In love with the Rickenbacker 325

John Lennon described it as a 'dream guitar.' It's easy to see why.

I'd like to say that it was early footage of the Beatles, and a monochrome John Lennon with the iconic Jetglo Rickenbacker 325 hanging over his shoulder that made me fall in love with this beautiful guitar. And it's true that it was those images in which it first got my attention.

Rickenbacker 325 1958 John Lennon re-issue

But the moment when I really, truly, fell for it was the day I first put the Bangles' All Over The Place on my turntable. Holding that sleeve, looking at the cover, with Susanna Hoffs sitting cross-legged, Rickenbacker 325 balanced in her lap, and listening to those jangling chords, that's what hooked me.

When 16-year old me looked at that photograph, it spoke of a care-free existence where choruses and hooks were conjured up and written down as casually as a shopping list. While glorious, spine-tingling harmonies seemed as natural as speaking.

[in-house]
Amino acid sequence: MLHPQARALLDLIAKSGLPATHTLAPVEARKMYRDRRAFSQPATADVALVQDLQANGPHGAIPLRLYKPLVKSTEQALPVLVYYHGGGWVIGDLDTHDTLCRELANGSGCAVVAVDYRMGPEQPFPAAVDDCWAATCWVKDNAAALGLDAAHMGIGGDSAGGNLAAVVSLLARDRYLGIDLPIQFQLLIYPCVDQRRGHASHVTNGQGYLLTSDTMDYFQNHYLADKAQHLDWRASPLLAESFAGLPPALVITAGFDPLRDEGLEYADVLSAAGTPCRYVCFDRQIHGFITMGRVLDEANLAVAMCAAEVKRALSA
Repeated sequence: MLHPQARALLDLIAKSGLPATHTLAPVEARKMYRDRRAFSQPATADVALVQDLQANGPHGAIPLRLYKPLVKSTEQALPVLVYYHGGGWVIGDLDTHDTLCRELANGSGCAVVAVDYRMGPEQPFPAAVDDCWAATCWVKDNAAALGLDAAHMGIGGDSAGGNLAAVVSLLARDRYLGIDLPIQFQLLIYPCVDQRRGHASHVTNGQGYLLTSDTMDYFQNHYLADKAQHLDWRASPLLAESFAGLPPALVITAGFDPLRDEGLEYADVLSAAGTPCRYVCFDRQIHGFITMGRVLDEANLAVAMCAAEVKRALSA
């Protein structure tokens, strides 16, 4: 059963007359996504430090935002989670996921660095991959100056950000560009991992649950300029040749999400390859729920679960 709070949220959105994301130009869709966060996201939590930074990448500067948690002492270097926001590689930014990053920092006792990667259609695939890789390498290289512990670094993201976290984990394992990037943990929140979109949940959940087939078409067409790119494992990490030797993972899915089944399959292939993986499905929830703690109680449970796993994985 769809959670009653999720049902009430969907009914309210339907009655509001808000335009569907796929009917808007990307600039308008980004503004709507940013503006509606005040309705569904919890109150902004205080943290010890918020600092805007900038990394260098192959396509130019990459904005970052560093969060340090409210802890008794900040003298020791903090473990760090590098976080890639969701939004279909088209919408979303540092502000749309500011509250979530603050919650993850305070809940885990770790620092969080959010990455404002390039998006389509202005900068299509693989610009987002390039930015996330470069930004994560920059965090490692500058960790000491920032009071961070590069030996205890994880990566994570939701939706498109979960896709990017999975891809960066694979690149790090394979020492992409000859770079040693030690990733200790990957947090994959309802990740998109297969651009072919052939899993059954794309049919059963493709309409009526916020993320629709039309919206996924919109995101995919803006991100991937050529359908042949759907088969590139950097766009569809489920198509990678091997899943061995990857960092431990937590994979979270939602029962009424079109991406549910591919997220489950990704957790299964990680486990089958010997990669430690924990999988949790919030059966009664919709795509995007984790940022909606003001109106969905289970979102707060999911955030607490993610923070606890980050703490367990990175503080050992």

That the songs on the record had echoes of The Byrds, Beach Boys, and Big Star helped too. Manic Monday may have been a huge hit for the Bangles in 1986, but in 1987 when I first listened to All Over The Place, it was Hero Takes a Fall, James, and Dover Beach that stood out.

The original Rickenbacker 325, a semi-hollow, short-scale guitar that was all crescent moon curves and swooping detail, had a sound hole. But Lennon's 1958 model was a pre-production model with no sound hole, and while small-scale Rickenbacker 300 series guitars contiuned to have sound holes until the late 70s, subsequent re-issues have capitalised on Lennon's popularity and been made without sound holes.

Bangles All Over the Place sleeve featuring Susanna Hoffs and Rickenbacker 325

The body and neck are maple, or alder on 50s originals and re-issues. There are three single-coil 'toaster' pick-ups. The trem arm is attached to perhaps my favourite piece of hardware on any guitar, the Accent Vibrato tailpiece. It's not as ornate as the R-shaped tailpiece on other Rickenbackers but there's something solid and industrial about it that contrasts nicely with the curves of the body and the s-shaped trem arm. 

Sadly, there's only one model available new from Rickenbacker, the 325C64 1964 re-issue, and it's only available in Jetglo. If you want another model, say a 1958 re-issue, you'll have to search for a used model.

The Rickenbacker 325 is, to our eyes and ears, one of the most beautiful electric guitars ever made.

Rickenbacker 1958 re-issue image by CasinoKat. Licensed through Creative Commons.

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